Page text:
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UN chief: Syrians will face disastrous winter if Turkish aid is cut


UNITED NATIONS – The UN chief has warned in a new report that the already dire humanitarian situation in Syria is worsening and that if aid deliveries from Turkey to the rebel-held northwest are not renewed on next month, millions of Syrians may not survive the winter.

Secretary-General Antonio Guterres said in the report to the UN Security Council obtained by The Associated Press on Monday that cross-border aid in the northwest remains “an indispensable element” of humanitarian operations to reach all people in the need.

Deliveries across conflict lines inside the country, which Syria’s close ally Russia has lobbied for, have increased, but António Guterres said they could not substitute “the size or the scope of the massive UN cross-border operation”.

Russia has also pushed for early recovery projects in Syria and Guterres said at least 374 have taken place across the country since January, directly benefiting more than 665,000 people, but he said a ” further expansion” was needed.

The council called for a report from the secretary-general on Syria’s humanitarian needs in the July resolution that extended the delivery of desperately needed food, medicine and other aid through the Bab al-Hawa crossing from the Turkey northwest of Idlib for six months until January. ten.

Russia has sought to reduce cross-border aid, with the aim of eliminating it.

In July 2020, China and Russia vetoed a UN resolution that would have maintained two border crossing points from Turkey for humanitarian aid northwest of Idlib. A few days later, the delivery of aid was reduced to the Bab al-Hawa crossing point alone for a year, as they had requested.

In July 2021, Russia lobbied for a further cut, eventually agreeing to a six-month extension with another six-month contingent on a report by the secretary-general on cross-delivery progress. But in July this year, Russia insisted on UN clearance for just six months.

Urgently calling for Bab al-Hawa to remain open to UN assistance, António Guterres warned that “a halt to cross-border deliveries in the middle of the winter months would risk depriving millions of Syrians of aid necessary to withstand harsh weather conditions”.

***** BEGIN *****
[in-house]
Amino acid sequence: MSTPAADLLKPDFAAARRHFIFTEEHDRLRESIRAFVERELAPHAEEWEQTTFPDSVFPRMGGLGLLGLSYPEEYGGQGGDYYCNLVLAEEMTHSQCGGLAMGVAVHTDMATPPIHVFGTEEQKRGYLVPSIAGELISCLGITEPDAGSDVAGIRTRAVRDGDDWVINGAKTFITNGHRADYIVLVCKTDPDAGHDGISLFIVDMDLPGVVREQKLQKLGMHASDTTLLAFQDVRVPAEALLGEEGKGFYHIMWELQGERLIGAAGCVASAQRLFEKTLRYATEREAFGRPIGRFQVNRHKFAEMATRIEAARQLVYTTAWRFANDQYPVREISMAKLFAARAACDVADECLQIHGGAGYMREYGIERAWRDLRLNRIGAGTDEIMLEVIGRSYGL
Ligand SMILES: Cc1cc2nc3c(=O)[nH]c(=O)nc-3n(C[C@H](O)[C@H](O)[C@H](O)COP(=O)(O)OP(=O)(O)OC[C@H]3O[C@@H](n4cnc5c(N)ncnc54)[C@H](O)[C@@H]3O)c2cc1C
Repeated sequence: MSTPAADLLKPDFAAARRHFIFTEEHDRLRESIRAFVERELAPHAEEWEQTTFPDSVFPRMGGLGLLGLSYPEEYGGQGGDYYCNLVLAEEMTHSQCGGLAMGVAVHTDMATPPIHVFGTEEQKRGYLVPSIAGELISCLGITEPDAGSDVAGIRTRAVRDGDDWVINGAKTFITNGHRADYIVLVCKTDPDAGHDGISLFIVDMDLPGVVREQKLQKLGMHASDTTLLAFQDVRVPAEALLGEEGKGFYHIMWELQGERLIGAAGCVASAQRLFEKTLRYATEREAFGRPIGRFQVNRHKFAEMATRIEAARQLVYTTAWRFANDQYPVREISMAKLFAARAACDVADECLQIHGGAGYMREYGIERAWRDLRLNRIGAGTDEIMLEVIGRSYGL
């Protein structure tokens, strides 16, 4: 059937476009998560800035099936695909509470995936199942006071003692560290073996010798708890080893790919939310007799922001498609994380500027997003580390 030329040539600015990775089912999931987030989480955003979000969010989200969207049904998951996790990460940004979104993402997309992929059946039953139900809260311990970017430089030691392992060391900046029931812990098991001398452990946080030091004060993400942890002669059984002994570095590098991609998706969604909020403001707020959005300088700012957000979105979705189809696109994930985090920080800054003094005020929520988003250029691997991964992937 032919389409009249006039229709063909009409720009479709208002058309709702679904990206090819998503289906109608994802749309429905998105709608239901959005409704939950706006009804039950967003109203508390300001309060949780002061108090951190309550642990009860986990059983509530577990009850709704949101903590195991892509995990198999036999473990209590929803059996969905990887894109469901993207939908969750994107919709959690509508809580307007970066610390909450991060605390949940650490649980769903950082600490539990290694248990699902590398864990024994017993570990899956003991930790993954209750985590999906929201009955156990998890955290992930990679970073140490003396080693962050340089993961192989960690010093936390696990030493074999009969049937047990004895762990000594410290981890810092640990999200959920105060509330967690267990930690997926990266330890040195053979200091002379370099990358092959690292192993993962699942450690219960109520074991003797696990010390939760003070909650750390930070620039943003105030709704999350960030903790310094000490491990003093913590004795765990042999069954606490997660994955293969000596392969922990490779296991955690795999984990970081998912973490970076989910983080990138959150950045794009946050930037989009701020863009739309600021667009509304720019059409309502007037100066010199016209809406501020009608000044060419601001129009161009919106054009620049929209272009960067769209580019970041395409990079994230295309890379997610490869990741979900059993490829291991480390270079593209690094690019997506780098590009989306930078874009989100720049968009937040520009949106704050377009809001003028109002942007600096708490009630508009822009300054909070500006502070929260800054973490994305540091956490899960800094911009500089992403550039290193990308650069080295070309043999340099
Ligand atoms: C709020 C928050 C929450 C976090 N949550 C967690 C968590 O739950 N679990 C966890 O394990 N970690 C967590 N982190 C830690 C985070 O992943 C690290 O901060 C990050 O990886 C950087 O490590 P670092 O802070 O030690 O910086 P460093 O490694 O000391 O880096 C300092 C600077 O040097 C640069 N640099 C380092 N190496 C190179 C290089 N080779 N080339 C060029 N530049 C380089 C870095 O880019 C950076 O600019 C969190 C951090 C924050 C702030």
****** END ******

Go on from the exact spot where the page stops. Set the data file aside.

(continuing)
He said cross-border aid “remains a lifeline for millions of people” and that the Security Council’s renewal of the resolution authorizing the continuation of deliveries is not only “critical” but “a moral imperative and humanitarian”.

According to his report, 7.5 million people live in areas not under the control of the Syrian government, mainly in the north with a small number in Rukban in the southeast, and 6.8 million of them are in need of humanitarian assistance due to hostilities and mass displacement.

More broadly, Guterres said, “After 11 years of conflict, the country still has the highest number of internally displaced people in the world, results in one of the largest refugee crises in the world, and the humanitarian situation continues to deteriorate. deteriorate “. The already dire situation is aggravated by the spread of cholera across the country, the COVID-19 pandemic, deteriorating economy and climate and other man-made shocks, he said.

“As a result of these challenges, in 2023 it is estimated that 15.3 million people, out of a total population of 22.1 million, will need humanitarian assistance, compared to 14.6 million people in 2022,” he said. said the general secretary. “This is the highest level of people in need since the start of the conflict” in 2011.

Data on humanitarian needs collected by the UN and partners from more than 34,000 households in July and August revealed that 85 per cent of households were completely unable or insufficiently able to meet their basic needs, an increase from to 75% in 2021, according to the report.

The report also cites a 48% increase in severe acute malnutrition among children aged 6 months to 5 years in 2022 compared to 2021. At least 25% of children under five in some districts are stunted and risk irreversible damage to their physical and cognitive development as well as “repeated infections, developmental delays, disabilities and death”, he said.

Secretary-General António Guterres said winter weather conditions are expected to worsen the situation for millions of Syrians, and among the most vulnerable are those in the northwest who depend on cross-border aid deliveries and face deteriorating humanitarian conditions. due to ongoing hostilities and “economic deepening”. crisis.”

“Today in the North West, an estimated 4.1 million people, 80% of them women and children, out of a population of 4.6 million, are in need of humanitarian assistance to respond to their most basic needs,” he said.

washingtonpost Gt

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